"He is the man," Romain Rolland said of Gandhi in 1924, "who has stirred three hundred million people to revolt, who has shaken the foundation of the British Empire, and who has introduced into human politics the strongest religious impulse of the last two hundred years."
But the most unusual tribute to Gandhi is undoubtedly George Orwell's, given shortly before his death in 1950. Suspicious of pacifists and vegetarians, Orwell had to overcome most of his instincts to find anything good in a person venerated by so many: "Saints should always be judged guilty until they are proved innocent," he wrote in Reflections on Gandhi , "but the tests that have to be applied to them are not, of course, the same in all cases."
After putting Gandhi to the test, Orwell comes down clearly on the side of the Mahatma ("great soul"), with a comment on his ability to "disinfect" the political air, as India and Great Britain settled down to decent friendly relations after independence. "One may feel, as I do, a sort of aesthetic distaste for Gandhi," Orwell continued, and " feel that his basic aims "were anti-human and reactionary; but regarded simply as a politician, and compared with other leading figures of our time, how clean a smell he has managed to leave behind!"
This rather minimalist endorsement of one of the great teachers of nonviolence is instructive, since it dramatizes the conflicting attitudes aroused by the most consistent pacifist. It suggests as well how little is understood about nonviolent approaches to social change, even among sophisticated observers.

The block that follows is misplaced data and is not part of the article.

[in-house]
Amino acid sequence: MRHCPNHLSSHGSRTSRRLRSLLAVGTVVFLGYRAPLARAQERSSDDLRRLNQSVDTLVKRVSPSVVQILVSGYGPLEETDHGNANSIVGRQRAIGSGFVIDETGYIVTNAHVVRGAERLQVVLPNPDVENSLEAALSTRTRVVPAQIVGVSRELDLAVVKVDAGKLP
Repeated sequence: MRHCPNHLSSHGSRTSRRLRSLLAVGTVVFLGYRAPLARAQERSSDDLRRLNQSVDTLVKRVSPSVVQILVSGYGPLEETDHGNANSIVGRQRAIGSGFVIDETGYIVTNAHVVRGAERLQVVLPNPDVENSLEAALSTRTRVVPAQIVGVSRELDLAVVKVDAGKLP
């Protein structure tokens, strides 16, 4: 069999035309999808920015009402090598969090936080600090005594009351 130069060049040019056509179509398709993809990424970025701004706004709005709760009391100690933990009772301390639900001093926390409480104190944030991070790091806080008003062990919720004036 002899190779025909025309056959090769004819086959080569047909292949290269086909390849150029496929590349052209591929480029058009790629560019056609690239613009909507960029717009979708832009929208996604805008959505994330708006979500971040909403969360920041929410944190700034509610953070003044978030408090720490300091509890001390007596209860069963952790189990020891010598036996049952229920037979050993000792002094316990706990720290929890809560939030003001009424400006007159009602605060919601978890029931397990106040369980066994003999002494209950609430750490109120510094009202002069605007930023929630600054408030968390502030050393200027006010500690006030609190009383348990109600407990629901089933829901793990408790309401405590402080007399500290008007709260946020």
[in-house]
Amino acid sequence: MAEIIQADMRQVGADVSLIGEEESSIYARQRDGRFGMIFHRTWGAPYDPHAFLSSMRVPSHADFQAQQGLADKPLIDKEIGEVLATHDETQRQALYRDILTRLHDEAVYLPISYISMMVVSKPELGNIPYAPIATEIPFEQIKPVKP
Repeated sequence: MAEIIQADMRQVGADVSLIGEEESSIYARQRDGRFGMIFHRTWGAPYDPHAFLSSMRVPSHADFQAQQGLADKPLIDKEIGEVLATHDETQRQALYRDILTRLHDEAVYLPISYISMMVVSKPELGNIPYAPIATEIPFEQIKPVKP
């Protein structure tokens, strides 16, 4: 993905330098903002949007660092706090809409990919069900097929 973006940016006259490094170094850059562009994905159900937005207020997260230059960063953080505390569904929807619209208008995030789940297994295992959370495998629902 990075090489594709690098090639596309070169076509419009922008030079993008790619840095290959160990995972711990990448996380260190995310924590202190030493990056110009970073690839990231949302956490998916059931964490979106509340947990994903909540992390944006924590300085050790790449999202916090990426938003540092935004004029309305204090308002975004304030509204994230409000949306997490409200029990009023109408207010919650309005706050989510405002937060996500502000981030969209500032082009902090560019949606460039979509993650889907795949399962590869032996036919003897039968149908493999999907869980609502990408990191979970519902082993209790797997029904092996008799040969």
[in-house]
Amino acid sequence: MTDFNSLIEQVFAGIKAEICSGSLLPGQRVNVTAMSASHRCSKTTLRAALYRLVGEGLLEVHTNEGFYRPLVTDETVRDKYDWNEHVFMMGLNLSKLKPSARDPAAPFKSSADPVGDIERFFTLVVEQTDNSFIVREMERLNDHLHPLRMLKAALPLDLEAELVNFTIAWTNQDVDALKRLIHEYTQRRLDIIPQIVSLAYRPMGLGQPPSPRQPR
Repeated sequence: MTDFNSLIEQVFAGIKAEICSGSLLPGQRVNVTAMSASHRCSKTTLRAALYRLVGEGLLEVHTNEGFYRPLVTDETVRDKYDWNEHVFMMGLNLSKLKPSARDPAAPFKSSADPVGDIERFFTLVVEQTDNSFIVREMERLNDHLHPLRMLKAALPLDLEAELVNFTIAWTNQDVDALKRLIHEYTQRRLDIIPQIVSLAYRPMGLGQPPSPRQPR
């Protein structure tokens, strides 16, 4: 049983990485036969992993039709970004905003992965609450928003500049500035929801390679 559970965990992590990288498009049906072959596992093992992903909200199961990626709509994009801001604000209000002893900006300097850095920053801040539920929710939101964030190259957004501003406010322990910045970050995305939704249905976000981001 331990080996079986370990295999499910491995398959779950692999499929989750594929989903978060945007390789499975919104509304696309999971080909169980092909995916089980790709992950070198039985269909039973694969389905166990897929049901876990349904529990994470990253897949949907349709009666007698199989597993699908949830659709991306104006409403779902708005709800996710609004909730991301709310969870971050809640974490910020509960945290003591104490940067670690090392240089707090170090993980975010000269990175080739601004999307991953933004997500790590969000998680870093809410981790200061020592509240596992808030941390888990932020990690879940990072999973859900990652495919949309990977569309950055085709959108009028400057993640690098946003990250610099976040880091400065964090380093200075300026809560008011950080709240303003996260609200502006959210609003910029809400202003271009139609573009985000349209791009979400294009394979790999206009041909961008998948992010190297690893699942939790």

In a relatively brief history, nonviolence made a great leap forward, during and through Gandhi's experiments with truths. His collected writings of 90 volumes, as well as the scholarship about him, provide the most extensive record available of its history. That record has been greatly enhanced since 1973, through the research and writings of Gene Sharp and the Albert Einstein Institution, Boston . Similarly, Richard Attenborough's award-winning and popular film Gandhi (1982), as well as Erik Erikson's psychoanalytic study, Gandhi's Truth , have helped bring Gandhi to the attention of a large audience.
Mohandas Karamband Gandhi was born on October 2, 1869 , in Porbandar , India , on the Kathiawar peninsula, where his father was prime minister of the region. Married, according to Hindu custom at thirteen, Gandhi attended Samaldas College after completing the local high school. In 1888, he left his wife and child and sailed for England , where he was admitted to the Inner Temple to learn the law. Completing his studies and called to the bar in 1891, he returned to India , still rather infatuated with English tradition and finery.
Rather ill-at-ease and unsuccessful in his practice at home, Gandhi sailed for South Africa as an adviser to a Muslim businessman in 1893. The following year, he read Leo Tolstoy's " The Kingdom of God is Within You ," which exerted considerable influence upon him over a period of time. Eventually, he became active as an organizer in various associations, and served in the ambulance corps during the Boer War. In 1903, following two years in India and the birth of his fourth son, he returned with his family to South Africa . Taking a vow of chastity, he became deeply involved, through his law practice in Johannesburg , in seeking a redress of grievances for Asians. By this time, he knew the essays of John Ruskin and Thoreau's " Civil Disobedience ," and read daily from the Bhagavad Gita . He also translated Tolstoy's " Letter to a Hindu " and established a Tolstoy Farm for Indian resisters. Imprisoned on several occasions, Gandhi was nonetheless successful in campaigns against discrimination in South Africa .